By Eric L. Muller
American Inquisition: the search for eastern American Disloyalty in international struggle II ВОЕННАЯ ИСТОРИЯ, ИСТОРИЯ Издательство: The college of North Carolina PressАвтор(ы): Eric L. MullerЯзык: EnglishГод издания: 2007Количество страниц: 214ISBN: 978-0-8078-3173-1Формат: pdf (e-book)Размер: 1.25 mb RAPIDили IFOLDER zero
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Additional resources for American Inquisition: The Hunt for Japanese American Disloyalty in World War II
What all of these pressures had in common, however, was their vocabulary: all debate about freedom or conﬁnement for the Nisei became a discussion about Nisei loyalty. As noted earlier, when General DeWitt ordered the exclusion of the Nisei from the West Coast in March of 1942, he had grounded his order on a presumption of Nisei disloyalty. This was also the view of Secretary of War Henry Stimson in May of 1943, more than a full year later. Writing to Dillon Myer about the worrisome ‘‘deterioration in evacuee morale’’ that the camps had recently seen, Stimson attributed the problem to rampant and spreading disloyalty.
Stated more simply, they were to be jailers. ∞∞ Lawyers in the wra’s legal department immediately saw the risk that a successful habeas corpus challenge would torpedo the agency’s work. ’’∞≤ Defeating a habeas challenge was a top wra priority. One way to accomplish that was to design its detention program in a way that would have the greatest chance of surviving judicial review. This was a luxury that wra o≈cials had because the agency was designing its program at the very same moment that its lawyers were worrying about defending it.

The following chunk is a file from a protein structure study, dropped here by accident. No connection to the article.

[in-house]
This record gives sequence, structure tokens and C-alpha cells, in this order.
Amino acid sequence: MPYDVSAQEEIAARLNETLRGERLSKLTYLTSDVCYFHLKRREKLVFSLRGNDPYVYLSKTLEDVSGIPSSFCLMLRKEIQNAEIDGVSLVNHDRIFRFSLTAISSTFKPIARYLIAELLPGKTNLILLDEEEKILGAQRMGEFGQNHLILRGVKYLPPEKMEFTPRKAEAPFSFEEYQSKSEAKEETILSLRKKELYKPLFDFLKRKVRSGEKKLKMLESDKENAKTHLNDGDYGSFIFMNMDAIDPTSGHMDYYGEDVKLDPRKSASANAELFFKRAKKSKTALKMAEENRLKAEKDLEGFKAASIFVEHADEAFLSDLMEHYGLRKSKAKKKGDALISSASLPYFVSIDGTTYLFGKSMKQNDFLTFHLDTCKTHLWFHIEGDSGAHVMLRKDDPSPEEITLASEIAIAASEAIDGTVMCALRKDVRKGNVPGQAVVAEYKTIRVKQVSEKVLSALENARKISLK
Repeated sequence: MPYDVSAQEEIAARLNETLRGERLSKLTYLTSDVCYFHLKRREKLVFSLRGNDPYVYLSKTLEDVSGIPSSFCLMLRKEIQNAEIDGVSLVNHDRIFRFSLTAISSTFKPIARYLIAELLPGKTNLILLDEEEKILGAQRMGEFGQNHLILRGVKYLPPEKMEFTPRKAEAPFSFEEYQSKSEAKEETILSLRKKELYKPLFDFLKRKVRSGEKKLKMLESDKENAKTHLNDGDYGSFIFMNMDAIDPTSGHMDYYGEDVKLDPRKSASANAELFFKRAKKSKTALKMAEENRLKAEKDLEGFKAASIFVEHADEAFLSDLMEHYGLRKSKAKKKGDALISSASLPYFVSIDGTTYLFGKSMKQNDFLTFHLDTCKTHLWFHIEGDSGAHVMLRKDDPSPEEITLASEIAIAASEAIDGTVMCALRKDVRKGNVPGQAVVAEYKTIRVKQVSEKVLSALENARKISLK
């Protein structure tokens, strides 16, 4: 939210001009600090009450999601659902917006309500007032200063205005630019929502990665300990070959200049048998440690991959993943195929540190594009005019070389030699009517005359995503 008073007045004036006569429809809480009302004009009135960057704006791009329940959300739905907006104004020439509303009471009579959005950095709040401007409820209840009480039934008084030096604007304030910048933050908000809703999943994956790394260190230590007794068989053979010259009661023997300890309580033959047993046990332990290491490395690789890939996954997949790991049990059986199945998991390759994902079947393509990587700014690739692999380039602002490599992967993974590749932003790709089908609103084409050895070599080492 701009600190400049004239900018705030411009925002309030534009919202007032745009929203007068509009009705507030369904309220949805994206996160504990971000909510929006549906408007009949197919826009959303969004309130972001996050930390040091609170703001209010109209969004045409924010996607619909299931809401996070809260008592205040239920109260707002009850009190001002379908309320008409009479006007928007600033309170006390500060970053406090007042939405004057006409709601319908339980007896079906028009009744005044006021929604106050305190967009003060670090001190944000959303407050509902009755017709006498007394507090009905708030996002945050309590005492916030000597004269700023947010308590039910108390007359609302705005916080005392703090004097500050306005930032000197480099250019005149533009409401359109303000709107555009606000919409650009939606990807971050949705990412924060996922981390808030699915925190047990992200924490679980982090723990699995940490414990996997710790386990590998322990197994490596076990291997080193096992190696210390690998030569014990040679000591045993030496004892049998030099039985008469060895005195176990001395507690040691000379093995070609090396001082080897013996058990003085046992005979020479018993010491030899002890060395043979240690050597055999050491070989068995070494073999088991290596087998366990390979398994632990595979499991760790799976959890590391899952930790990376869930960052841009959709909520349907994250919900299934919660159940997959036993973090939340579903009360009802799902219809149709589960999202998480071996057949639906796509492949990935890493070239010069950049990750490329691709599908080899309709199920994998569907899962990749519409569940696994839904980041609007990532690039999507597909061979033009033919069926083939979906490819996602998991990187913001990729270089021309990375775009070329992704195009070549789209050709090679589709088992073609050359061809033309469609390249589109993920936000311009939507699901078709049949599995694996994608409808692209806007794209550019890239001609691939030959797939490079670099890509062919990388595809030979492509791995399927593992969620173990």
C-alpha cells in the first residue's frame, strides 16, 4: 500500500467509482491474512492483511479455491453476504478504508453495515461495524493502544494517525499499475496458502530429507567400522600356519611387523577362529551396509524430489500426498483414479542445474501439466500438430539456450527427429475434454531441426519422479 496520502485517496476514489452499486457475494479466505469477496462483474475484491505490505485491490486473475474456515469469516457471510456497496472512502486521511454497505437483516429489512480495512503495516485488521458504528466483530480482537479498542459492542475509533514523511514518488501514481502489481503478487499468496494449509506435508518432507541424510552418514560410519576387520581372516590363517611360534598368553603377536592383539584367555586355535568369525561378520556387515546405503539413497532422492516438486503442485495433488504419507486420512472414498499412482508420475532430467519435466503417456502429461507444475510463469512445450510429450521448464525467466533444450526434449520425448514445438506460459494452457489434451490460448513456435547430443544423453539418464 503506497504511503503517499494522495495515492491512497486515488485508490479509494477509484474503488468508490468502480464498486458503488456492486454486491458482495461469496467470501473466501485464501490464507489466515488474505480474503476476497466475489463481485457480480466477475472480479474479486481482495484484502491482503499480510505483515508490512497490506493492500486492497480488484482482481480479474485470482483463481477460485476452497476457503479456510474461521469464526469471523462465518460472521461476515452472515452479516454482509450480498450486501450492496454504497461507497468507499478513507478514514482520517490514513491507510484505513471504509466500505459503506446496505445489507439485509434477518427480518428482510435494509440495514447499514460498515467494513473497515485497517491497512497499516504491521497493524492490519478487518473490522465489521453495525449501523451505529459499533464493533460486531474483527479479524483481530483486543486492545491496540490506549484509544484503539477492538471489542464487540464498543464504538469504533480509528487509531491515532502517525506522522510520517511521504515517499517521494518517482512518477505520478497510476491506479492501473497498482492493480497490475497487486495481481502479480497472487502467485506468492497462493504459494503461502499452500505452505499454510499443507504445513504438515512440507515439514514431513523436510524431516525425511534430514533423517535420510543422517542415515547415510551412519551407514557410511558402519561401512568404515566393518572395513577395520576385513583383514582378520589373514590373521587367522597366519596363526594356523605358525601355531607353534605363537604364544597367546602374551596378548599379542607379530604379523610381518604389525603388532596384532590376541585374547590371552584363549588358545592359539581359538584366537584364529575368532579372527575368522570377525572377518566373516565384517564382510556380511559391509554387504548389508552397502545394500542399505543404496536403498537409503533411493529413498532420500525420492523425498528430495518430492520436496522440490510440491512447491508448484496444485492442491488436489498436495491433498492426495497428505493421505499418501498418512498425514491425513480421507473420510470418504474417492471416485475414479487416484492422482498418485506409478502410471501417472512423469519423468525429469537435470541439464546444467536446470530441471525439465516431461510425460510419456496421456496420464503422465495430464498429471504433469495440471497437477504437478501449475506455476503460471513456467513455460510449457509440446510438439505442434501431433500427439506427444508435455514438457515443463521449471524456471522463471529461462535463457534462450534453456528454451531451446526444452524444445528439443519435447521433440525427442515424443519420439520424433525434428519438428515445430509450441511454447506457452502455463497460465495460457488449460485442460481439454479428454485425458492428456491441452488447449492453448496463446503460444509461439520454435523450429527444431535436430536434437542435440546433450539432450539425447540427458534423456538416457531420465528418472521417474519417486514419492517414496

In November of 1940, the fbi capped o√ its investigations into security in Hawaii with a lengthy report that depicted the Nisei (and even some Issei) as loyal to the United States. ∂ These, then, were the views of the various investigators and agencies charged with the duty of assessing the loyalty of the Nisei before the Japanese attack on Pearl Harbor. The opinions were not entirely uniform, and they did not depict the Nisei as presenting no security risk whatsoever. They did, however, agree that a substantial, even overwhelming, percentage of the Nisei were loyal to the land of their birth, and they agreed that it would be wise for the government to take steps to bolster Nisei loyalty.
American Inquisition: The Hunt for Japanese American Disloyalty in World War II by Eric L. Muller